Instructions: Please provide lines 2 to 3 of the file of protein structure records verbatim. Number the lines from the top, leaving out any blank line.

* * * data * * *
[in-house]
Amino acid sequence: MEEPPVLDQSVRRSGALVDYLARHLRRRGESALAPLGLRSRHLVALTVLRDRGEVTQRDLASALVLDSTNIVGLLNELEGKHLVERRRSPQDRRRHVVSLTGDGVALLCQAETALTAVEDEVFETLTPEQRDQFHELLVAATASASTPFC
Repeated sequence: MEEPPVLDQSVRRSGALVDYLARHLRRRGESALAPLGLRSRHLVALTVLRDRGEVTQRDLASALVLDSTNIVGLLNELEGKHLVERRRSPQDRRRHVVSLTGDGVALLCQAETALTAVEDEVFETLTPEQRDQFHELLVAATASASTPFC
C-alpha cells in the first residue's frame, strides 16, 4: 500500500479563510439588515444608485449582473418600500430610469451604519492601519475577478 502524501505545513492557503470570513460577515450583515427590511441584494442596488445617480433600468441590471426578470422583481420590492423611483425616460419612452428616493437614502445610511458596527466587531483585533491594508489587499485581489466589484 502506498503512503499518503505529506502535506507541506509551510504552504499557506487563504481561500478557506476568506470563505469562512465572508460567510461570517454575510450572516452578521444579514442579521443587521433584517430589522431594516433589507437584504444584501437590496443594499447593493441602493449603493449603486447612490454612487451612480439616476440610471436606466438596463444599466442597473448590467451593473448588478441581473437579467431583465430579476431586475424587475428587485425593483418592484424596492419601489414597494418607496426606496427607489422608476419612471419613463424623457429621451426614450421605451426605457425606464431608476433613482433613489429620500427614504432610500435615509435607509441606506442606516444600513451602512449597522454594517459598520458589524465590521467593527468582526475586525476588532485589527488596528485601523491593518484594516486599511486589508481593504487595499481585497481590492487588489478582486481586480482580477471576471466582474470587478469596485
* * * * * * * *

Amino acid sequence: MEEPPVLDQSVRRSGALVDYLARHLRRRGESALAPLGLRSRHLVALTVLRDRGEVTQRDLASALVLDSTNIVGLLNELEGKHLVERRRSPQDRRRHVVSLTGDGVALLCQAETALTAVEDEVFETLTPEQRDQFHELLVAATASASTPFC
Repeated sequence: MEEPPVLDQSVRRSGALVDYLARHLRRRGESALAPLGLRSRHLVALTVLRDRGEVTQRDLASALVLDSTNIVGLLNELEGKHLVERRRSPQDRRRHVVSLTGDGVALLCQAETALTAVEDEVFETLTPEQRDQFHELLVAATASASTPFC